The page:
Save, save, save – that is the approach many companies are taking to tackle their greenhouse gas inventory. The objective is to successfully reduce direct and indirect CO2 emissions over the next few years. The goal: zero carbon. However, this transformation cannot be achieved overnight. We must remain realistic, and accept that our economy is not yet capable of achieving climate neutrality. Companies cannot yet eliminate all emissions, or compensate for them with efficiency measures. Likewise, overarching economic processes are not yet mature enough to achieve this, nor are key technologies currently competitive and comprehensively available enough to do so. Therefore, unavoidable emissions will remain on the balance sheets for quite some time, and will be eliminated only on a step-by-step basis.
CO2 compensation is an important tool in emission management. The goal is for companies to compensate for unavoidable greenhouse gas emissions by supporting climate-relevant environmental projects governed by internationally recognized standards. They do so by purchasing CO2 reduction certificates from relevant project sponsors and providers. The greenhouse gases produced are saved elsewhere through the projects.
Of course, clearly CO2 compensation is not a long-term solution for companies to achieve climate neutrality. However, it makes sense as a transitional measure to also invest in climate protection on a voluntary basis. This approach can bridge the time, for instance, until low-emissions production systems are operational or until supply chains can be transformed. Through CO2 compensation, companies show that they are fully aware of their unavoidable greenhouse gas emissions, and are willing to contribute to healing the climate today. If greenhouse gas emissions cannot (yet) be avoided in some other way, CO2 compensation is always a good solution.
Corporate CO2 compensation does much more than just neutralize the greenhouse gas budget. Ultimately, such measures help protect the climate, and help advance the energy revolution above all in emerging markets and developing countries, as well as protect nature and improve peoples’ living conditions. From an economic standpoint, it actually makes the most sense to save greenhouse gas emissions in less technologically and socially developed countries. The positive impact of each euro invested there is usually much greater than in industrial nations like Germany.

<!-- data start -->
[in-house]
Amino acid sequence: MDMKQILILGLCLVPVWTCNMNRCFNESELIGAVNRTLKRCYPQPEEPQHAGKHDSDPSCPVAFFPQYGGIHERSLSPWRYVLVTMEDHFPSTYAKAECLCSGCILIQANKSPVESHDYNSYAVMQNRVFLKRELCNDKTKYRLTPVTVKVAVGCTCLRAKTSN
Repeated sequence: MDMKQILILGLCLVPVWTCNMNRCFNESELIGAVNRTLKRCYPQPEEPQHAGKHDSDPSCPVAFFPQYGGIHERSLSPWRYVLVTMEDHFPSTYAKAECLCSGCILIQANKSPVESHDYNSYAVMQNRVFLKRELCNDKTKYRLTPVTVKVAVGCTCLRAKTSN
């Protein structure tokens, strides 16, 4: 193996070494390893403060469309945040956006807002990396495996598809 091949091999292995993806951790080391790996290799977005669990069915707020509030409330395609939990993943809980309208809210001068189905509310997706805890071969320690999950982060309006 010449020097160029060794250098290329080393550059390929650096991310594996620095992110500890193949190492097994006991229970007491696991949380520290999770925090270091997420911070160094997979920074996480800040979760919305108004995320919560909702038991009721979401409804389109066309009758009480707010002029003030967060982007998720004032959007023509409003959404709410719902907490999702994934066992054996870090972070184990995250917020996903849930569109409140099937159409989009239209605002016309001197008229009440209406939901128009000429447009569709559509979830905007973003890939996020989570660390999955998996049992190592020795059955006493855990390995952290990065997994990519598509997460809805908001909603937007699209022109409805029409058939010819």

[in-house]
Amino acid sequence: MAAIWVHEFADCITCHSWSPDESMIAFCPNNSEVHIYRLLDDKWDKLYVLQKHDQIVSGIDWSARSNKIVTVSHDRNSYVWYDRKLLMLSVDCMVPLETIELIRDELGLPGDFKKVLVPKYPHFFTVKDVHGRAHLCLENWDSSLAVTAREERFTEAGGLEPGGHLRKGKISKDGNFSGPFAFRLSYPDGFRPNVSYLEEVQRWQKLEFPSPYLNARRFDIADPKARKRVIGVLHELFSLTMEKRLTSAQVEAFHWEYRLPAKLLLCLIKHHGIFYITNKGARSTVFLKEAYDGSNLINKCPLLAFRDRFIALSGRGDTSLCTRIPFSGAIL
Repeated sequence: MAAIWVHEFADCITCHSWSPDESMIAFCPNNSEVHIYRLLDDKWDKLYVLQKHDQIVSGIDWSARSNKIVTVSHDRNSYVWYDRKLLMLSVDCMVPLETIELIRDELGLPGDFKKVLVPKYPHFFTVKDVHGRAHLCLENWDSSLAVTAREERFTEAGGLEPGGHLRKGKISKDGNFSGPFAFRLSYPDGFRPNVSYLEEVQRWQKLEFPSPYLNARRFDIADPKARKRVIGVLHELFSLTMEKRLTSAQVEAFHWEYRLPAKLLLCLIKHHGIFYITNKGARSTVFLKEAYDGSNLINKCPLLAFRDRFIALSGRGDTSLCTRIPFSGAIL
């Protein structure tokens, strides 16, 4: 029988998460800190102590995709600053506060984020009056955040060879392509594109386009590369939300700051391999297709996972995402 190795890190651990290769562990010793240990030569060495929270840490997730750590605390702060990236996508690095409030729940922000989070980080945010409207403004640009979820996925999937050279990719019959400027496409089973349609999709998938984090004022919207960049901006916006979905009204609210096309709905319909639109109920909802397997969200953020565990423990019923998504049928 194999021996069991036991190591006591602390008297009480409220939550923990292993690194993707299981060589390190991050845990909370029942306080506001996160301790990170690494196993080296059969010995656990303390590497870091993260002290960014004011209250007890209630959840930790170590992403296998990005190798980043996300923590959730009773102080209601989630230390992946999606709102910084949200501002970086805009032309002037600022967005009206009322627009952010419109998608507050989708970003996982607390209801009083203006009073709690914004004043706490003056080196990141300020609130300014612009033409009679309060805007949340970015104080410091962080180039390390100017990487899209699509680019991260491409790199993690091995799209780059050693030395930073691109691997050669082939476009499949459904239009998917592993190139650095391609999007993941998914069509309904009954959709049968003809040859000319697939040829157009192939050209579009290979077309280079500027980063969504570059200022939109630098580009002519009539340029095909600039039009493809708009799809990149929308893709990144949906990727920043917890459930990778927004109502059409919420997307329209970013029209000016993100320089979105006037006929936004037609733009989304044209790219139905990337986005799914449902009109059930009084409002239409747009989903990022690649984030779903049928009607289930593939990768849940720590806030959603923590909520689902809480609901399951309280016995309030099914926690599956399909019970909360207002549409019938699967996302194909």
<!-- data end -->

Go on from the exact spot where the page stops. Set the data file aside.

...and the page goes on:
Many providers of CO2 reduction certificates advertise extensive portfolios of environmental projects from around the world to companies. Only projects certified in accordance with established standards are recommended. They provide transparency, and give companies the security of knowing they are supporting programs with real-world environmental benefits. These include, for instance, the Gold Standard (GS), the Clean Development Mechanism (CDM) or Verra.
However, the market for reduction certificates is currently undergoing a reorganization. Guidelines for offsetting compensation measures were adjusted during last year’s international climate conference under the Paris climate agreement. Projects in the renewable energy area, in particular, are no longer certified for the voluntary market as of 2021. Instead, emission budgets are credited to the countries in which the projects are carried out and to their national reduction targets.
This change was necessary to prevent these projects from being counted twice by the host country and companies in the future. The market is tightening. A smaller selection of affordable projects is available to companies. The project pipeline has narrowed, and the field is crowded with more players. These include nations as well as economic players, for instance within the CORSIA. Simple types of projects are used for offsetting on the national level, and high-quality and expensive projects are available.
Companies should approach management of their voluntary CO2 compensation measures in a proactive manner. The focus now is on the UN SDGs, small-scale types of projects, and nature-based reduction projects. Reduction certificates for environmental projects that promote the establishment of natural CO2 reduction measures like forests or wetlands can usually be offset against strategic reduction targets like Science Based Targets (SBT). Reduction certificates resulting from projects with avoided emissions cannot be offset. On top of this, they are key levers in global decarbonization.
Do you have questions regarding CO2 compensation, or need professional support for your zero carbon strategy? We are sustainability experts, and are happy to support you in assembling an effective portfolio of certificates. Please contact us.
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